Making Sense of Quantities.

It was a pretty laid back day in my 6th grade math classes today.  We spent some time developing an understanding of reciprocal unit rates (i.e. miles per hour and hours per mile) and worked with various strategies like ratio tables and double number lines.  The format was pretty much guided examples, so it was no surprise to me when some students began to get restless during the second half of class.  I decided at this point to break out a matching problem I thought up on the drive home last night.

On the board, I displayed three unit rates:

  • 12 miles per hour
  • 12 miles per minute
  • 12 minutes per mile

I also displayed 3 situations:

  • A person jogging
  • A fighter jet flying
  • A car driving out of a parking lot

After reading the rates carefully (just to make sure students did not confuse them), I asked what I thought would be a simple question:

Which unit rate matches a situation best?

I let the question hang in the silence for a moment, since I thought it would be obvious.  After that ever important pregnant pause where every teacher is faced with the decision to scaffold or let students explore, I directed students to discuss matches with a partner.  It was only 3 minutes, but it was a fantastic sharing time.  As I circulated around, I heard students making arguments with their partners.  The best part was the reasons students created.  Some reasons were specific, while other students made reasons that are purely 6th grade.

“The car can’t be moving at 12 miles per minute. That’s too fast.”

“The plane has to moving faster than 12 miles per hour. That what’s it’s got to be.”

“The jogger is running at 12 miles per hour.  I can run that fast.”

“The car is going 12 minutes per mile. What else could it be?”

When I called upon students to share their thinking with the class, the fighter jet paired with 12 miles per minute was the giveaway for most students.  As one student in my second period said, “12 miles is a big distance and 1 minute isn’t really long, so the plane is the only thing that’s fast enough to have that rate.”  It was a great moment in class.  For some other students, it was like a switch had been flipped.  Unit rates meant something for the first time. It wasn’t just an answer to a question anymore.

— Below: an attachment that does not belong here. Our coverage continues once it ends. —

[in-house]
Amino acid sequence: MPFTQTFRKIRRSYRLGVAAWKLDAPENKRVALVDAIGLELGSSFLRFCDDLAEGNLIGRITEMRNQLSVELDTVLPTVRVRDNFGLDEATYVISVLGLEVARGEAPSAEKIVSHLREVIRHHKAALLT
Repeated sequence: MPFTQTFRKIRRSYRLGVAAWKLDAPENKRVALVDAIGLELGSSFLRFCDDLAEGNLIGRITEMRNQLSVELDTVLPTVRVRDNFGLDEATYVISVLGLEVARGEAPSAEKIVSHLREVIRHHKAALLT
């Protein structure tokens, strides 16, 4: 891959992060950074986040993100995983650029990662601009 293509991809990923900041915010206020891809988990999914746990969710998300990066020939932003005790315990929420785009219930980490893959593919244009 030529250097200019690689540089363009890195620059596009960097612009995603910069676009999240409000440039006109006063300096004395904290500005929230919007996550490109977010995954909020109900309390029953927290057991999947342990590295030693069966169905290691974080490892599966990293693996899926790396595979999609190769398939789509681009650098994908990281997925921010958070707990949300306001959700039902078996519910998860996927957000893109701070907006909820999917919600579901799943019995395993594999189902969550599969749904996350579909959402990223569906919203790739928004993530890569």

The discussion that followed was more debated.  Some students argued that 12 miles per hour could describe a jogger, but other students dismissed the idea by saying that jogging is slower than 12 miles per hour.  I asked if anyone knew the distance of a half marathon.  One student shared about 13 miles, which allowed me to ask, “Will a jogger run almost a half marathon in one hour?”  A couple students were silly and insisted it was possible, but you could see a new found confidence among students who were insisting, “NO WAY!”

It’s interesting how questions you think are simple can have more weight than you expect.  Today also reminded me that I need to slow down to have students consider the meaning of units in a solution.  How many times do we see students write erroneous units for answers, but fail to ask them, “What do the units of this answer tell us about the situation?”

[cross posted on the betterQs blog]


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